NYC Medical Examiner’s Office offers hope with Missing Persons Day

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NEW YORK — Rose Cobo's 23-year-old daughter Chelsea went missing last year in Sunset Park, leaving behind her young son Christopher, less than a year old.

Rose came to the New York City Missing Persons Day at the Chief Medical Examiner's Office to give a DNA swab and talk to other people who have missing loved ones.

"People love their children to the moon and back," Rose Cobo, fighting back tears, told PIX11. "I love mine to the most n and back and now she is missing."

13,000 people disappeared in New York City in 2016 and they are new cases every day like this city college student jaime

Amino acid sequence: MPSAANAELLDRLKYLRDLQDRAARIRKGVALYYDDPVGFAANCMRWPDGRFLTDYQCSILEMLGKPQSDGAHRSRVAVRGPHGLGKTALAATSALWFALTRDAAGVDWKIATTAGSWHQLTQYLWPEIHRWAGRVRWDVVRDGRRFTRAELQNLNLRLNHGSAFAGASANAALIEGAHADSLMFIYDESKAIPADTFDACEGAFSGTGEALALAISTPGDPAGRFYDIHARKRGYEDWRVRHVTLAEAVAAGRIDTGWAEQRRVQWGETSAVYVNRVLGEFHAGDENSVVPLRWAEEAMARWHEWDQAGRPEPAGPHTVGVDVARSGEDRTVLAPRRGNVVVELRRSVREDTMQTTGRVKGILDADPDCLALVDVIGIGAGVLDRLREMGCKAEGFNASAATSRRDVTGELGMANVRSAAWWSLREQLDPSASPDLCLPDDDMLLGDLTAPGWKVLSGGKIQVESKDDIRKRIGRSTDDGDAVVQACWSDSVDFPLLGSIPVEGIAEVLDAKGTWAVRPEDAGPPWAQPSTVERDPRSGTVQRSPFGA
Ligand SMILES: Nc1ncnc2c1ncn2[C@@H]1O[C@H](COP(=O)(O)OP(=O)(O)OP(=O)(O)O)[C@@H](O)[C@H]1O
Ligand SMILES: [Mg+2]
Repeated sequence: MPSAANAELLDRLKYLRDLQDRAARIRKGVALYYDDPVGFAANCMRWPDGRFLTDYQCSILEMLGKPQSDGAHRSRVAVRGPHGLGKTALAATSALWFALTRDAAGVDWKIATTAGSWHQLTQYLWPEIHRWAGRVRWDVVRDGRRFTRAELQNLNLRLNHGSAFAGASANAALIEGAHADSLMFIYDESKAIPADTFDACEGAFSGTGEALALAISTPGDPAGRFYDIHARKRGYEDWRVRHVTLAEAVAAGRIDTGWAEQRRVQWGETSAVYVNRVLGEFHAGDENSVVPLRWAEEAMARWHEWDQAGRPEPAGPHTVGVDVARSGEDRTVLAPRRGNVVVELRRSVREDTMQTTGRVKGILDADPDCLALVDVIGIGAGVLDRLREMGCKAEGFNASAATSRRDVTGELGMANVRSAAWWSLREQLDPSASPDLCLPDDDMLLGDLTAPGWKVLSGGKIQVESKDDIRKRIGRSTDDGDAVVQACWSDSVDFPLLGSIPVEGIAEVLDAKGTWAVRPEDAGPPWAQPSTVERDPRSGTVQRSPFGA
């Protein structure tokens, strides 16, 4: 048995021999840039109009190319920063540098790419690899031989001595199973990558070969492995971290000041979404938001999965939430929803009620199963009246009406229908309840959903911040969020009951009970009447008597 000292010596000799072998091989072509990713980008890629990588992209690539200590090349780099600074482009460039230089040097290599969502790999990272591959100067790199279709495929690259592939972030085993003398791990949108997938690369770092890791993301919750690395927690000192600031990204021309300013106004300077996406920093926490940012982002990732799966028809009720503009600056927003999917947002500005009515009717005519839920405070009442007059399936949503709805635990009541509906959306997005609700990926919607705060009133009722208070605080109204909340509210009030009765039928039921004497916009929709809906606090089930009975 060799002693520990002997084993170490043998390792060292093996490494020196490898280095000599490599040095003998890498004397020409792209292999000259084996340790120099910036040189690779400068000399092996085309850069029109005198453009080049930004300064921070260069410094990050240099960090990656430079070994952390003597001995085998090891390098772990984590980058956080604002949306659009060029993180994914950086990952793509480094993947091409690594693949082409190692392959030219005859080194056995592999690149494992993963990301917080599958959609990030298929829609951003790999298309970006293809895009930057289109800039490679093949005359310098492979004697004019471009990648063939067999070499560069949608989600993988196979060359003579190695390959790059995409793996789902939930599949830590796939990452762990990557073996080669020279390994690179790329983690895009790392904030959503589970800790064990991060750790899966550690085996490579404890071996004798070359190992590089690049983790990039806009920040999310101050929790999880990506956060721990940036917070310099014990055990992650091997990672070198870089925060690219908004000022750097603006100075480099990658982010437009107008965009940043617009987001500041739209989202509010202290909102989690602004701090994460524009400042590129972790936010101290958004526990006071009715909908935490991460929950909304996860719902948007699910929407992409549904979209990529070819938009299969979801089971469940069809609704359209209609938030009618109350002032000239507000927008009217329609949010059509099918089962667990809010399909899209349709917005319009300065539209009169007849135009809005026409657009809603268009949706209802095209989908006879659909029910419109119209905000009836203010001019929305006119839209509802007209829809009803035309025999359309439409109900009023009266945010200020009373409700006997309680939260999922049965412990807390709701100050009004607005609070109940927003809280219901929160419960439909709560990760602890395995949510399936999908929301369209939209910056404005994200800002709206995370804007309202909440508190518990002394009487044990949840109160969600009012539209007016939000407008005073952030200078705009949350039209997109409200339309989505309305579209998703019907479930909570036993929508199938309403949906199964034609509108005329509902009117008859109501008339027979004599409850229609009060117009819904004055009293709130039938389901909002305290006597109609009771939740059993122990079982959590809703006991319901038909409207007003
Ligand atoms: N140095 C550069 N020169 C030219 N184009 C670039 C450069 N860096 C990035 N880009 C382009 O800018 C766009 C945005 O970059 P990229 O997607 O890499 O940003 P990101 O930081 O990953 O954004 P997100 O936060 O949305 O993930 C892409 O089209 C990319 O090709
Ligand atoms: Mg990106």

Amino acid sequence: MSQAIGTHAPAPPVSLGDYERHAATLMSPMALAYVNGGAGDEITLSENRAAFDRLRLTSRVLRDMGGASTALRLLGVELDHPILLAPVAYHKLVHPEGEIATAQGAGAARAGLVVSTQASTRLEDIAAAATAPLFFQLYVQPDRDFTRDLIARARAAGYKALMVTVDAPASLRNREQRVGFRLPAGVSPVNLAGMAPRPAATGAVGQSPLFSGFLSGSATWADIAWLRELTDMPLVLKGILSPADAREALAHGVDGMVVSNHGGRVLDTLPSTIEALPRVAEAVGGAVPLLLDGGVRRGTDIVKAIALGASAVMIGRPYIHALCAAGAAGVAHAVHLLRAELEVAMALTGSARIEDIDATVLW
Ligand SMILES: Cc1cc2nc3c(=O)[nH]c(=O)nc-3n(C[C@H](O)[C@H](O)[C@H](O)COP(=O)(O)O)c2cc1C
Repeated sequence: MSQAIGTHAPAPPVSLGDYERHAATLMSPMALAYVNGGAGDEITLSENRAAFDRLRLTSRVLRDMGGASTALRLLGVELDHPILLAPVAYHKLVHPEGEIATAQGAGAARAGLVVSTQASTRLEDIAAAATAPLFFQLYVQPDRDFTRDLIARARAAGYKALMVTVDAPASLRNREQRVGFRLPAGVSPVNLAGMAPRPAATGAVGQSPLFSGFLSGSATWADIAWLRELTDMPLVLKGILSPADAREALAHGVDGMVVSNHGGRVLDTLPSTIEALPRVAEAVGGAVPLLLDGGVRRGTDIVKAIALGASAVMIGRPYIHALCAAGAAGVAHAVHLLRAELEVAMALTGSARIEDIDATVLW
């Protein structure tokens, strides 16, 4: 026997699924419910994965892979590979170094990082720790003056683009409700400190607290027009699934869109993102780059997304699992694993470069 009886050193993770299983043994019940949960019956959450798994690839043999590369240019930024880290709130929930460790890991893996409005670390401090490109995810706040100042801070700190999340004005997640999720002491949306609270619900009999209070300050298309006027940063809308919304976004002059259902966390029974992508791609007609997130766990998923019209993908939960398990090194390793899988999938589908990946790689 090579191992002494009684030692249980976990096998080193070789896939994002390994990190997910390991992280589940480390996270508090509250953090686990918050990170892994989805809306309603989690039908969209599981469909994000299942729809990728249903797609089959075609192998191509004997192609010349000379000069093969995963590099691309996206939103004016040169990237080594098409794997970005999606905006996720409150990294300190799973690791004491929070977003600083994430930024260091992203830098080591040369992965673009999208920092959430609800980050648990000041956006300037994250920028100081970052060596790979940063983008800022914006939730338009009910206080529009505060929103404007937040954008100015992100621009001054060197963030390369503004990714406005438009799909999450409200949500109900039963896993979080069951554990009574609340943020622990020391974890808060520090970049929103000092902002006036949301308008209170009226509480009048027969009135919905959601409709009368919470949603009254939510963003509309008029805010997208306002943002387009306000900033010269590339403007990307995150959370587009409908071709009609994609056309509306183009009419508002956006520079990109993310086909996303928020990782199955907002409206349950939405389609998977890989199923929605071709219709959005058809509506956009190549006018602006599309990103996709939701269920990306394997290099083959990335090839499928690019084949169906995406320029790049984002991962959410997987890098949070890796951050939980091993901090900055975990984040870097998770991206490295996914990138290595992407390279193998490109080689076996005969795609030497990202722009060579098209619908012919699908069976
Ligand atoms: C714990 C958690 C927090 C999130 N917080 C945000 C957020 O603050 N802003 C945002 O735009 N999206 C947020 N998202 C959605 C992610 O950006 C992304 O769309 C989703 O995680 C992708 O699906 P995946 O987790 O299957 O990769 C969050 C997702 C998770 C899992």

Gregory Morban of Inwood who disappeared From campus last Monday.

"New York City has generated hundreds of DNA profiles," Mark Desire, assistant Director of OCME's Dept of Forensic Biology, told PIX11. "We're not going through identify any of the individuals without the families coming Ng forward."

In one room in the chief medical examiners office are the facial reconstructions of the coldest cases including this Caucasian or Hispanic man found in Manhattan in 1985. He is 18 to 25 years old and still unidentified.

Or this unsolved mystery, a young girl found buried in concrete in Manhattan in 2003 but could've died in the 1970s.

"Her personal effects are very interesting," Angela Solar, a forensic anthropologist told PIX11. "She had a Bulova watch from 1966 and a ring with the initials of P Mc G."

If you would like more information about this missing persons day, you can call the missing persons hotline: 212-323-1201.

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